On August 6th "Alicia W." made the following comment on the Asperger Syndrome post:
Even though I have Asperger's, I did still find myself agreeing with a lot of this. I've noticed I tend to do some of this stuff over the years, either by analyzing my own behavior from when I was younger or by having it pointed out to me. My symptoms have seemingly improved, or become more manageable over the years, I think in large part because I had a pretty good level of support in school. Either way, it's actually rather embarrassing to look back on. None of it was really my fault, as I couldn't help it, but I definitely [get] why people found me a massive pain while I was growing up. I also definitely understand why people would still find me annoying. I've improved a lot over the years, but I [make] no effort to pretend I'm anything close to normal. I'm just slightly less insufferable.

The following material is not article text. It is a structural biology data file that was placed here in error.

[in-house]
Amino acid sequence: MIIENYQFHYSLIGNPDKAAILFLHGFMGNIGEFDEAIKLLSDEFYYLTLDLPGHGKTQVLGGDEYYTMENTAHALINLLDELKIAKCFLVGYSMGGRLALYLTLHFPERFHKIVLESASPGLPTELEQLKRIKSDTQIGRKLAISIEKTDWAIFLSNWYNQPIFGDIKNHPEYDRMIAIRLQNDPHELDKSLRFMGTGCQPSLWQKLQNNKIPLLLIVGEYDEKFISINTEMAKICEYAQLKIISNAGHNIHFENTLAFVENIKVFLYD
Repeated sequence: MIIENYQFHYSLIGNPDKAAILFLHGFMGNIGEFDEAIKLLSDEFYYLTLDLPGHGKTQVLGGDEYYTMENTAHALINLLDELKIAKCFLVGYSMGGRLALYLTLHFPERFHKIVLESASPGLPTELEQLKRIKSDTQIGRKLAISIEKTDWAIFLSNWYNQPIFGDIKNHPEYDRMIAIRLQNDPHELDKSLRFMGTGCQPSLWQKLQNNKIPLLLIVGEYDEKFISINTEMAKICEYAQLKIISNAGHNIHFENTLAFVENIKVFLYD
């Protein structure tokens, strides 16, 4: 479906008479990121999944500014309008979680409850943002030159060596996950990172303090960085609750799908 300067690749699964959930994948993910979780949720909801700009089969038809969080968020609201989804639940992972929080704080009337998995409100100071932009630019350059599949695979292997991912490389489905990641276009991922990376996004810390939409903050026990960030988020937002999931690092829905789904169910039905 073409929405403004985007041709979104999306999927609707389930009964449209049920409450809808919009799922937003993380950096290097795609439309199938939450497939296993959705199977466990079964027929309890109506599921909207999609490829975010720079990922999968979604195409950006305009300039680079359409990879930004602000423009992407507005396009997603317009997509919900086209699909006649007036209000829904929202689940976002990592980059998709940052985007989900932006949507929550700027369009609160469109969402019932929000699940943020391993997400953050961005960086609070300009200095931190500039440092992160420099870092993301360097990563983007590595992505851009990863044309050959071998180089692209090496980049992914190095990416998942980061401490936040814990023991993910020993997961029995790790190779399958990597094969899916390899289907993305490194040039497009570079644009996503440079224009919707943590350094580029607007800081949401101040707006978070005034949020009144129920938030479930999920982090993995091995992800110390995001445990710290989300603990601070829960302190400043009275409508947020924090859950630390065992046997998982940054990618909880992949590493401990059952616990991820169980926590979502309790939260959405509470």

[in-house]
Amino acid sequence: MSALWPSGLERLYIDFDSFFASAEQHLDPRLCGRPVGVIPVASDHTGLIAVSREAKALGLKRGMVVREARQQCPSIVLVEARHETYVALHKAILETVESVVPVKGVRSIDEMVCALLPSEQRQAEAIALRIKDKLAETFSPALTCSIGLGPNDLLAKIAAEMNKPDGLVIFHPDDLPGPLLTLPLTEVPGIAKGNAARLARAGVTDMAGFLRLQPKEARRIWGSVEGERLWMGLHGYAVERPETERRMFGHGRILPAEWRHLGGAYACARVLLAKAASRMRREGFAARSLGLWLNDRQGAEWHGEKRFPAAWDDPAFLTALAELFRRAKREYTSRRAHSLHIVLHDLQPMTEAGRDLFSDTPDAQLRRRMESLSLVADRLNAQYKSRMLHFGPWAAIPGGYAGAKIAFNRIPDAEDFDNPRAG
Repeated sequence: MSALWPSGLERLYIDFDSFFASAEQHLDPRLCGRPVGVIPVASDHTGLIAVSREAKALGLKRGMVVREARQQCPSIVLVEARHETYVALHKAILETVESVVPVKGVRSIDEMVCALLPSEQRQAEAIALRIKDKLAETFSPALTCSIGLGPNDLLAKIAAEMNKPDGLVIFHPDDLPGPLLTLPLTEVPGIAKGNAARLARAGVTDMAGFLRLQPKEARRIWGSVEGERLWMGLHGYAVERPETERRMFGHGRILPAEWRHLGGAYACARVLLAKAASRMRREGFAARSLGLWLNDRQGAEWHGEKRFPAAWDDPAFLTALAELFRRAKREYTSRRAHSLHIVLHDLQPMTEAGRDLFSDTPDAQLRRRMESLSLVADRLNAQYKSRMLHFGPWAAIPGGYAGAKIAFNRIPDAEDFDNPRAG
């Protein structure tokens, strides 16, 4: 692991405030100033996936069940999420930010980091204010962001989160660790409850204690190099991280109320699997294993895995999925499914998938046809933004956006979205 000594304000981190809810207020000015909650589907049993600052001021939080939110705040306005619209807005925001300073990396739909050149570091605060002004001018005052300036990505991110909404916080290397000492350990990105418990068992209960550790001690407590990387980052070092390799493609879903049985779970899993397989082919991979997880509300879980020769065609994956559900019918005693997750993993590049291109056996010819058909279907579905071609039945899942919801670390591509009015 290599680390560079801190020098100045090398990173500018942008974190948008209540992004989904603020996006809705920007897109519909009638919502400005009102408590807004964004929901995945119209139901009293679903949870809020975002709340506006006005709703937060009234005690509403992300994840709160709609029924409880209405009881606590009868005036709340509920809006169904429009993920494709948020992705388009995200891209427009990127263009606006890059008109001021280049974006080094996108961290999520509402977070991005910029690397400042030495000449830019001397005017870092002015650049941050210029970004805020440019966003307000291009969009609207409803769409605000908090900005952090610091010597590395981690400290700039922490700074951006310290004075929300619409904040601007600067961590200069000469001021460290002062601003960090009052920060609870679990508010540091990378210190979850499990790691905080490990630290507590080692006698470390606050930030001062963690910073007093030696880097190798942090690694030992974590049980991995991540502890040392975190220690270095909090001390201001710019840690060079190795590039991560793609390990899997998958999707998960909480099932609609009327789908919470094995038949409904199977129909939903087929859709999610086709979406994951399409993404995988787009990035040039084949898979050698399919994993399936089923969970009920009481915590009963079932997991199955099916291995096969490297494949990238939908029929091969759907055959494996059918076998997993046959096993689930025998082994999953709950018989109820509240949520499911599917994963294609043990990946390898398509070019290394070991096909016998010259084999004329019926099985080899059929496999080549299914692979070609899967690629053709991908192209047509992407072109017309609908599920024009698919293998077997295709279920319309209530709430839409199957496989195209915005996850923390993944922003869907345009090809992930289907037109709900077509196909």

Alicia W. actually doesn't sound insufferable at all. It's always the people -- with Asperger Syndrome or otherwise -- who have no clue that they're insufferable who are in fact that way. And we all have embarrassing behavior to look back on over the years.
Alicia brought up an interesting point, though, about the difference between people who've been officially diagnosed with ASD -- and therefore are at least somewhat self-aware -- and those who haven't. Undiagnosed Aspies are far less likely to be aware of their own idiosyncrasies, and hypocrisies.
And older people who grew up before Aspergers was generally recognized are far less likely to have been diagnosed.
The two Aspies I know best were never officially diagnosed, and therefore make no attempt to rein in their own behavior. Both frequently think they're right even when they're obviously not, and neither seems to feel the least embarrassment about the incredibly lame excuses they make when they're proven wrong.
I suspect that if they had been diagnosed when young, each would make some effort to be less Aspergery.
An initial diagnosis of Aspergers must come as a body blow to those who receive it. But going through life with a little self-awareness does make things easier on those around you.